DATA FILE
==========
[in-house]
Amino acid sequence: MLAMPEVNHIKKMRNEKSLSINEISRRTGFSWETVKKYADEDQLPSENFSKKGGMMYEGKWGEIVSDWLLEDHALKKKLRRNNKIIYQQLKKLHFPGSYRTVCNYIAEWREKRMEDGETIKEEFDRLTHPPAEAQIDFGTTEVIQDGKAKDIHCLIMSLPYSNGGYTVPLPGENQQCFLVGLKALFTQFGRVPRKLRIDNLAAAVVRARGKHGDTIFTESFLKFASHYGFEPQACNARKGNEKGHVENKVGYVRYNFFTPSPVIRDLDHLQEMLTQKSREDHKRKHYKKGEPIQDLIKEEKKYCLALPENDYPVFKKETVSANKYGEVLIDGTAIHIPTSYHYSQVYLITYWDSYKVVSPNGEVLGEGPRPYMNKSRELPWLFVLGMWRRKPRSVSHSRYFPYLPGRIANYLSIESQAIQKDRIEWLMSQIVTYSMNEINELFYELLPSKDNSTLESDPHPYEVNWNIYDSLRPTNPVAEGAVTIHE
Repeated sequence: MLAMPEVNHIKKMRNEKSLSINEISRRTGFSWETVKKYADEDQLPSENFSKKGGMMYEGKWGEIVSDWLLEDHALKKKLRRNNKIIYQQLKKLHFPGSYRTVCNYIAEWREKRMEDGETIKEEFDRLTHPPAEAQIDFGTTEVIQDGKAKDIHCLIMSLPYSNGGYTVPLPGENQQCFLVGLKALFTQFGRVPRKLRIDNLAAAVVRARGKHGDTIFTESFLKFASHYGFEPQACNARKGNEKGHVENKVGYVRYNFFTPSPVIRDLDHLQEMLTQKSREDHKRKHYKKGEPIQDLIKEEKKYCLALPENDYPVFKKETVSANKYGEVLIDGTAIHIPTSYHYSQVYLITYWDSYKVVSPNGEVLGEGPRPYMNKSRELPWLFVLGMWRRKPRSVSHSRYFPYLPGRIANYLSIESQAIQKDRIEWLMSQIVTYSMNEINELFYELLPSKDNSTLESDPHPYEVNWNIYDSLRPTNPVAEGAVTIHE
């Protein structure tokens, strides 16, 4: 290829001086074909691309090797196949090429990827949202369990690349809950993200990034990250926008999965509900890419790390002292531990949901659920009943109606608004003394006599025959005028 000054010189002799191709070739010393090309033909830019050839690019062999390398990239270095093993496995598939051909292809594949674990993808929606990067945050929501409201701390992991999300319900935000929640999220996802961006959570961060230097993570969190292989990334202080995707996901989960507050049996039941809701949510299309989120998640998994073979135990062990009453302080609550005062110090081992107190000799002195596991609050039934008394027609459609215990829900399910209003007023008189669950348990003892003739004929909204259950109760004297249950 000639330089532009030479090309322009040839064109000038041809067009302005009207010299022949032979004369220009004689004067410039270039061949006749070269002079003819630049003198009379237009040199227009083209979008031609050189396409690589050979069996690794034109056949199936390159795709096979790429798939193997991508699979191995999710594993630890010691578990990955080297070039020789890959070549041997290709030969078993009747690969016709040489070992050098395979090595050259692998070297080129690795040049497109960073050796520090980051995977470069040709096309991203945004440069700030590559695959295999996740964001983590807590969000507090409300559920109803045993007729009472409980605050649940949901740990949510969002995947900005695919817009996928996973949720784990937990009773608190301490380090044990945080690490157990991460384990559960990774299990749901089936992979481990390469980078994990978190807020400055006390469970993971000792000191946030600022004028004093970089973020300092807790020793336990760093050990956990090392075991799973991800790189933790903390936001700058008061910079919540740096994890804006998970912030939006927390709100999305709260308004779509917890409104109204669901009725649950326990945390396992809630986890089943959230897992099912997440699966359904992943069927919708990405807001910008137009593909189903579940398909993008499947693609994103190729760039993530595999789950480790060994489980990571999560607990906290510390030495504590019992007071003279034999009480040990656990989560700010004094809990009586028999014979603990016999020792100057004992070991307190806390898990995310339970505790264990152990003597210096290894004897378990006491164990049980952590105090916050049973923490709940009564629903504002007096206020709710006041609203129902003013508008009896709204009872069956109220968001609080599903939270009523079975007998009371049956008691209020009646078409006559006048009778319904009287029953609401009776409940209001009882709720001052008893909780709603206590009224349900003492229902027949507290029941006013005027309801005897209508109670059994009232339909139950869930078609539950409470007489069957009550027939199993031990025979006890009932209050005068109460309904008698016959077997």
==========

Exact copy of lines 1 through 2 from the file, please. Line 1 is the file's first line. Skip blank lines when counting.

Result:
[in-house]
Amino acid sequence: MLAMPEVNHIKKMRNEKSLSINEISRRTGFSWETVKKYADEDQLPSENFSKKGGMMYEGKWGEIVSDWLLEDHALKKKLRRNNKIIYQQLKKLHFPGSYRTVCNYIAEWREKRMEDGETIKEEFDRLTHPPAEAQIDFGTTEVIQDGKAKDIHCLIMSLPYSNGGYTVPLPGENQQCFLVGLKALFTQFGRVPRKLRIDNLAAAVVRARGKHGDTIFTESFLKFASHYGFEPQACNARKGNEKGHVENKVGYVRYNFFTPSPVIRDLDHLQEMLTQKSREDHKRKHYKKGEPIQDLIKEEKKYCLALPENDYPVFKKETVSANKYGEVLIDGTAIHIPTSYHYSQVYLITYWDSYKVVSPNGEVLGEGPRPYMNKSRELPWLFVLGMWRRKPRSVSHSRYFPYLPGRIANYLSIESQAIQKDRIEWLMSQIVTYSMNEINELFYELLPSKDNSTLESDPHPYEVNWNIYDSLRPTNPVAEGAVTIHE